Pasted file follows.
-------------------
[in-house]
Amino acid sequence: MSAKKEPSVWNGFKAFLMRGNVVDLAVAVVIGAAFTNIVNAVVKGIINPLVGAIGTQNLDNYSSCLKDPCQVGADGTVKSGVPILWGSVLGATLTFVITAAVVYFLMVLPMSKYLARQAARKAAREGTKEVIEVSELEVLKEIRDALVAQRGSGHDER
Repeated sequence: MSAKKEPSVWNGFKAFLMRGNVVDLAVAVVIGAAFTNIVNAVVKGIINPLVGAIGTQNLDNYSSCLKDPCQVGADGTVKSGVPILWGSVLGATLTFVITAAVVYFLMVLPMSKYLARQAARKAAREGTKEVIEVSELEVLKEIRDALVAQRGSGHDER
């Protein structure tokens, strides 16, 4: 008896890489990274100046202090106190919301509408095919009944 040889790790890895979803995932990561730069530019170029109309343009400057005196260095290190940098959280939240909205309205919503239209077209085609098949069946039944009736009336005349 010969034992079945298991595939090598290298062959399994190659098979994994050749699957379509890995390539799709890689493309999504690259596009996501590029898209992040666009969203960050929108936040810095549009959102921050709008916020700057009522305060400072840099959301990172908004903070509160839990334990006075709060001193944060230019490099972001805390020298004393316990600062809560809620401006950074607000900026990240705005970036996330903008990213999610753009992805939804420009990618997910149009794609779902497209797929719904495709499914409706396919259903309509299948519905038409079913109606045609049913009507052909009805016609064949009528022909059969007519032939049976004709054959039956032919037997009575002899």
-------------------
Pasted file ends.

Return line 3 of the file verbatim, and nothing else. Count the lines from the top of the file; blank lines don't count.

Repeated sequence: MSAKKEPSVWNGFKAFLMRGNVVDLAVAVVIGAAFTNIVNAVVKGIINPLVGAIGTQNLDNYSSCLKDPCQVGADGTVKSGVPILWGSVLGATLTFVITAAVVYFLMVLPMSKYLARQAARKAAREGTKEVIEVSELEVLKEIRDALVAQRGSGHDER